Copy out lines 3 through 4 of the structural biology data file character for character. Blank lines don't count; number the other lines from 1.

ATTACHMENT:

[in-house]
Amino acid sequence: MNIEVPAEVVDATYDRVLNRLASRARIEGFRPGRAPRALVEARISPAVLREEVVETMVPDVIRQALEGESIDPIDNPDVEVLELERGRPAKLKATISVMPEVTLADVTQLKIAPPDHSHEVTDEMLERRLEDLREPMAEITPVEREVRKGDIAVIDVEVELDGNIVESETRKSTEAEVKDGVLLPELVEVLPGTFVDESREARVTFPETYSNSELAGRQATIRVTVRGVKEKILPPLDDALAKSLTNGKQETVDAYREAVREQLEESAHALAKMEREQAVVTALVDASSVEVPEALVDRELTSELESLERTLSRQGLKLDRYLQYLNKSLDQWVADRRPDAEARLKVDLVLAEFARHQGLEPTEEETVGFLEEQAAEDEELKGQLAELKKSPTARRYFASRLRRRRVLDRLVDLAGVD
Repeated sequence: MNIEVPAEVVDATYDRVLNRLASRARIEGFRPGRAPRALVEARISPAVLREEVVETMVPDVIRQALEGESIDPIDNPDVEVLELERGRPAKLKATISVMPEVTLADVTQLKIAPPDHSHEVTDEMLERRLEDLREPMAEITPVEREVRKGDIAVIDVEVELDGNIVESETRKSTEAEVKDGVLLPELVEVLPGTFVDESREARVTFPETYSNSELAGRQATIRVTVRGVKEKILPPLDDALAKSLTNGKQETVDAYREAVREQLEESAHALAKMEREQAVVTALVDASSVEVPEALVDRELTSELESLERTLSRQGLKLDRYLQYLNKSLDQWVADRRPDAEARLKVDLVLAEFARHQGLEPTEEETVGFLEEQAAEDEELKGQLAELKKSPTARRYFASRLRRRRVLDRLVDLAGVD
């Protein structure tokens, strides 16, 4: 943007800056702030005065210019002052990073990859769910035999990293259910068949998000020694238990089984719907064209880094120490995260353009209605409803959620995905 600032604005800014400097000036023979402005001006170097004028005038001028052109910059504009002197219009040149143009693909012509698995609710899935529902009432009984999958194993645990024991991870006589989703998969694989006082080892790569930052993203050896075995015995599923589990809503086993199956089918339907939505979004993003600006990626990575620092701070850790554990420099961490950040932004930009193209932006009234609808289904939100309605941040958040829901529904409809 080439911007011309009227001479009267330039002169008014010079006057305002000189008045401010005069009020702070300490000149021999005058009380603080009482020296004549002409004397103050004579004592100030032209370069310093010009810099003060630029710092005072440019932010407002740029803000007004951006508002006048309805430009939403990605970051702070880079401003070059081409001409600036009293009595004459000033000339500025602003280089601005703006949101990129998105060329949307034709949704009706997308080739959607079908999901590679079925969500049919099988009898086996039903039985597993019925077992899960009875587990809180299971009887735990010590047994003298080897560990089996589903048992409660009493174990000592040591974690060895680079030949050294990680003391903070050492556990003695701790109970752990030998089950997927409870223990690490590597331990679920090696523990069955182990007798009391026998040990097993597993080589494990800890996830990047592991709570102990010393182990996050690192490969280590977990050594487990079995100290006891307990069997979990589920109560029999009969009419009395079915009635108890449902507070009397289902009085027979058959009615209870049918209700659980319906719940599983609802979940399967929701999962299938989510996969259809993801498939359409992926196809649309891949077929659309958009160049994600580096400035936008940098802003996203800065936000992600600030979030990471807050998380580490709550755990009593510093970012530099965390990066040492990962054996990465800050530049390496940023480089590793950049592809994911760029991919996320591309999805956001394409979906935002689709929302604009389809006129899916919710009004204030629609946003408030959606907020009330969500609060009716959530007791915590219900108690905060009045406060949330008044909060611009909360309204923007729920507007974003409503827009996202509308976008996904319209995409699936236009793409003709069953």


Repeated sequence: MNIEVPAEVVDATYDRVLNRLASRARIEGFRPGRAPRALVEARISPAVLREEVVETMVPDVIRQALEGESIDPIDNPDVEVLELERGRPAKLKATISVMPEVTLADVTQLKIAPPDHSHEVTDEMLERRLEDLREPMAEITPVEREVRKGDIAVIDVEVELDGNIVESETRKSTEAEVKDGVLLPELVEVLPGTFVDESREARVTFPETYSNSELAGRQATIRVTVRGVKEKILPPLDDALAKSLTNGKQETVDAYREAVREQLEESAHALAKMEREQAVVTALVDASSVEVPEALVDRELTSELESLERTLSRQGLKLDRYLQYLNKSLDQWVADRRPDAEARLKVDLVLAEFARHQGLEPTEEETVGFLEEQAAEDEELKGQLAELKKSPTARRYFASRLRRRRVLDRLVDLAGVD
């Protein structure tokens, strides 16, 4: 943007800056702030005065210019002052990073990859769910035999990293259910068949998000020694238990089984719907064209880094120490995260353009209605409803959620995905 600032604005800014400097000036023979402005001006170097004028005038001028052109910059504009002197219009040149143009693909012509698995609710899935529902009432009984999958194993645990024991991870006589989703998969694989006082080892790569930052993203050896075995015995599923589990809503086993199956089918339907939505979004993003600006990626990575620092701070850790554990420099961490950040932004930009193209932006009234609808289904939100309605941040958040829901529904409809 080439911007011309009227001479009267330039002169008014010079006057305002000189008045401010005069009020702070300490000149021999005058009380603080009482020296004549002409004397103050004579004592100030032209370069310093010009810099003060630029710092005072440019932010407002740029803000007004951006508002006048309805430009939403990605970051702070880079401003070059081409001409600036009293009595004459000033000339500025602003280089601005703006949101990129998105060329949307034709949704009706997308080739959607079908999901590679079925969500049919099988009898086996039903039985597993019925077992899960009875587990809180299971009887735990010590047994003298080897560990089996589903048992409660009493174990000592040591974690060895680079030949050294990680003391903070050492556990003695701790109970752990030998089950997927409870223990690490590597331990679920090696523990069955182990007798009391026998040990097993597993080589494990800890996830990047592991709570102990010393182990996050690192490969280590977990050594487990079995100290006891307990069997979990589920109560029999009969009419009395079915009635108890449902507070009397289902009085027979058959009615209870049918209700659980319906719940599983609802979940399967929701999962299938989510996969259809993801498939359409992926196809649309891949077929659309958009160049994600580096400035936008940098802003996203800065936000992600600030979030990471807050998380580490709550755990009593510093970012530099965390990066040492990962054996990465800050530049390496940023480089590793950049592809994911760029991919996320591309999805956001394409979906935002689709929302604009389809006129899916919710009004204030629609946003408030959606907020009330969500609060009716959530007791915590219900108690905060009045406060949330008044909060611009909360309204923007729920507007974003409503827009996202509308976008996904319209995409699936236009793409003709069953």